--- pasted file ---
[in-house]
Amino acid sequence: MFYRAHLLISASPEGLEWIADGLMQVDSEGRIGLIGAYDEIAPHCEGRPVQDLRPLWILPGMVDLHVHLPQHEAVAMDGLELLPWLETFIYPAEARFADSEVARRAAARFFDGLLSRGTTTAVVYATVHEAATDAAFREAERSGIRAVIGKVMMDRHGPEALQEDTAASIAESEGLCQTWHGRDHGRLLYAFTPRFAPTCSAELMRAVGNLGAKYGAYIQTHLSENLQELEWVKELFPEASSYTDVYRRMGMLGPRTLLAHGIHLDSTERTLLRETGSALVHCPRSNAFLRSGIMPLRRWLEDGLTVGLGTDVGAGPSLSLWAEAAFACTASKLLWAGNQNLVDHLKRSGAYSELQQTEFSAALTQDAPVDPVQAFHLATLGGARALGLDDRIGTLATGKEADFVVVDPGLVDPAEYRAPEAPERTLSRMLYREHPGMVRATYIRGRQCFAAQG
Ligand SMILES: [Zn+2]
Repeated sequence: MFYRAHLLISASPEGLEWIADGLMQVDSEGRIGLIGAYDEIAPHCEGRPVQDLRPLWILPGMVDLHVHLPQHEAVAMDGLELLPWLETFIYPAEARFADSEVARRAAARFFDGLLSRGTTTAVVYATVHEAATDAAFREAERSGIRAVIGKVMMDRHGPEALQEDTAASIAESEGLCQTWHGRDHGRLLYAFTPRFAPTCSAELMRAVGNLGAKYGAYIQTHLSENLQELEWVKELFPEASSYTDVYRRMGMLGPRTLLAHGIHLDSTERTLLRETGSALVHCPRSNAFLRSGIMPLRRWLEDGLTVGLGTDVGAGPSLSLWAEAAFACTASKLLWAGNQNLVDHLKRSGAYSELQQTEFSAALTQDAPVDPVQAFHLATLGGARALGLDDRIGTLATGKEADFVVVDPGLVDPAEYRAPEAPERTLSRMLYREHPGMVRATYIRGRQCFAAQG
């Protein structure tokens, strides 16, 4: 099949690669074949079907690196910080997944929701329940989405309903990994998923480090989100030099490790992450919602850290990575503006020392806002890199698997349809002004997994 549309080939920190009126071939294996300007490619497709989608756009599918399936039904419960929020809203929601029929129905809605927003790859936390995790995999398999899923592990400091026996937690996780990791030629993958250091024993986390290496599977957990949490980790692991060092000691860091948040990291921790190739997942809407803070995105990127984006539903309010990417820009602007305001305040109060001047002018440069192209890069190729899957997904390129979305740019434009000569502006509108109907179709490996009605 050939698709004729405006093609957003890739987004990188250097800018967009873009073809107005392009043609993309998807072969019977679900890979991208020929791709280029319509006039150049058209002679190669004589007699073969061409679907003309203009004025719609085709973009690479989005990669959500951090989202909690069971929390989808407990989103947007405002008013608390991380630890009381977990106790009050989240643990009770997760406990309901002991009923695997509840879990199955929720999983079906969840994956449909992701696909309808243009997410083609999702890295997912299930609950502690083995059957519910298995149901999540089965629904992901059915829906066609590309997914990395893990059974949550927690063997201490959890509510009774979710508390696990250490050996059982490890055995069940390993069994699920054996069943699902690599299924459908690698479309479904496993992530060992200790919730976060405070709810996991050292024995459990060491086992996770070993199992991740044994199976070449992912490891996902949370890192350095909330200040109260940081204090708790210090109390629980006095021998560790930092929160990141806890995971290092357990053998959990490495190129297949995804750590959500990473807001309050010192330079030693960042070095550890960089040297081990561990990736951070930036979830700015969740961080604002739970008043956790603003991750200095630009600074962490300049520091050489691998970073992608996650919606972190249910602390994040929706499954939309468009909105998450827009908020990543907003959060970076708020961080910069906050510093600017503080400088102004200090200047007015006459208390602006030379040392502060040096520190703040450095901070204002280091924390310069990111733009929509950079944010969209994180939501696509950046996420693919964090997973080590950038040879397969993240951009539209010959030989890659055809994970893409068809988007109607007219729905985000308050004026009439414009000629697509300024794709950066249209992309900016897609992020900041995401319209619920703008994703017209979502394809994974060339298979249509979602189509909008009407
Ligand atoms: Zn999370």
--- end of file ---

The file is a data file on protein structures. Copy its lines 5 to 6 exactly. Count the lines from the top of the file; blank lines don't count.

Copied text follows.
């Protein structure tokens, strides 16, 4: 099949690669074949079907690196910080997944929701329940989405309903990994998923480090989100030099490790992450919602850290990575503006020392806002890199698997349809002004997994 549309080939920190009126071939294996300007490619497709989608756009599918399936039904419960929020809203929601029929129905809605927003790859936390995790995999398999899923592990400091026996937690996780990791030629993958250091024993986390290496599977957990949490980790692991060092000691860091948040990291921790190739997942809407803070995105990127984006539903309010990417820009602007305001305040109060001047002018440069192209890069190729899957997904390129979305740019434009000569502006509108109907179709490996009605 050939698709004729405006093609957003890739987004990188250097800018967009873009073809107005392009043609993309998807072969019977679900890979991208020929791709280029319509006039150049058209002679190669004589007699073969061409679907003309203009004025719609085709973009690479989005990669959500951090989202909690069971929390989808407990989103947007405002008013608390991380630890009381977990106790009050989240643990009770997760406990309901002991009923695997509840879990199955929720999983079906969840994956449909992701696909309808243009997410083609999702890295997912299930609950502690083995059957519910298995149901999540089965629904992901059915829906066609590309997914990395893990059974949550927690063997201490959890509510009774979710508390696990250490050996059982490890055995069940390993069994699920054996069943699902690599299924459908690698479309479904496993992530060992200790919730976060405070709810996991050292024995459990060491086992996770070993199992991740044994199976070449992912490891996902949370890192350095909330200040109260940081204090708790210090109390629980006095021998560790930092929160990141806890995971290092357990053998959990490495190129297949995804750590959500990473807001309050010192330079030693960042070095550890960089040297081990561990990736951070930036979830700015969740961080604002739970008043956790603003991750200095630009600074962490300049520091050489691998970073992608996650919606972190249910602390994040929706499954939309468009909105998450827009908020990543907003959060970076708020961080910069906050510093600017503080400088102004200090200047007015006459208390602006030379040392502060040096520190703040450095901070204002280091924390310069990111733009929509950079944010969209994180939501696509950046996420693919964090997973080590950038040879397969993240951009539209010959030989890659055809994970893409068809988007109607007219729905985000308050004026009439414009000629697509300024794709950066249209992309900016897609992020900041995401319209619920703008994703017209979502394809994974060339298979249509979602189509909008009407
Ligand atoms: Zn999370």